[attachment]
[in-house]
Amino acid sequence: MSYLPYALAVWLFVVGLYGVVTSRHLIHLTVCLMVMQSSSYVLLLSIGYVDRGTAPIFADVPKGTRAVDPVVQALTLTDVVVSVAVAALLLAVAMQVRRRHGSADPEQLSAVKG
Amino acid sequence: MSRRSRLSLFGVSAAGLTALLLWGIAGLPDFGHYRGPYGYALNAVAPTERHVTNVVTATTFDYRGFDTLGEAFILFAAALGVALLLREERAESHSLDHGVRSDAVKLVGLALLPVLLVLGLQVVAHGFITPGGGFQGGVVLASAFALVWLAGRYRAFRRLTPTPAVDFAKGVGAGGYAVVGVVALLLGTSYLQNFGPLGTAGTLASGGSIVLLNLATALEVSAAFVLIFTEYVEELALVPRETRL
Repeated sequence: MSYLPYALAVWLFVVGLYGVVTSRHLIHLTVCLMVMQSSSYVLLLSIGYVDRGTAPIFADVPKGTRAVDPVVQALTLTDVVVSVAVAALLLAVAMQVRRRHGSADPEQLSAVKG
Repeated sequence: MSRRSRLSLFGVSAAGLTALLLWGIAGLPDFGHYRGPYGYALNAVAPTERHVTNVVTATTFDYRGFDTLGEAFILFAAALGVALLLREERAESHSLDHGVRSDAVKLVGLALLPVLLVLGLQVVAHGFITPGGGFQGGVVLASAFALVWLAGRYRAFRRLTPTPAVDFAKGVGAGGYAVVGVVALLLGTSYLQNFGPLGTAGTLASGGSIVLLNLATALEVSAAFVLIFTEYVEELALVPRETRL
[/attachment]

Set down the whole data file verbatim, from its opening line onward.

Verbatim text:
[in-house]
Amino acid sequence: MSYLPYALAVWLFVVGLYGVVTSRHLIHLTVCLMVMQSSSYVLLLSIGYVDRGTAPIFADVPKGTRAVDPVVQALTLTDVVVSVAVAALLLAVAMQVRRRHGSADPEQLSAVKG
Amino acid sequence: MSRRSRLSLFGVSAAGLTALLLWGIAGLPDFGHYRGPYGYALNAVAPTERHVTNVVTATTFDYRGFDTLGEAFILFAAALGVALLLREERAESHSLDHGVRSDAVKLVGLALLPVLLVLGLQVVAHGFITPGGGFQGGVVLASAFALVWLAGRYRAFRRLTPTPAVDFAKGVGAGGYAVVGVVALLLGTSYLQNFGPLGTAGTLASGGSIVLLNLATALEVSAAFVLIFTEYVEELALVPRETRL
Repeated sequence: MSYLPYALAVWLFVVGLYGVVTSRHLIHLTVCLMVMQSSSYVLLLSIGYVDRGTAPIFADVPKGTRAVDPVVQALTLTDVVVSVAVAALLLAVAMQVRRRHGSADPEQLSAVKG
Repeated sequence: MSRRSRLSLFGVSAAGLTALLLWGIAGLPDFGHYRGPYGYALNAVAPTERHVTNVVTATTFDYRGFDTLGEAFILFAAALGVALLLREERAESHSLDHGVRSDAVKLVGLALLPVLLVLGLQVVAHGFITPGGGFQGGVVLASAFALVWLAGRYRAFRRLTPTPAVDFAKGVGAGGYAVVGVVALLLGTSYLQNFGPLGTAGTLASGGSIVLLNLATALEVSAAFVLIFTEYVEELALVPRETRL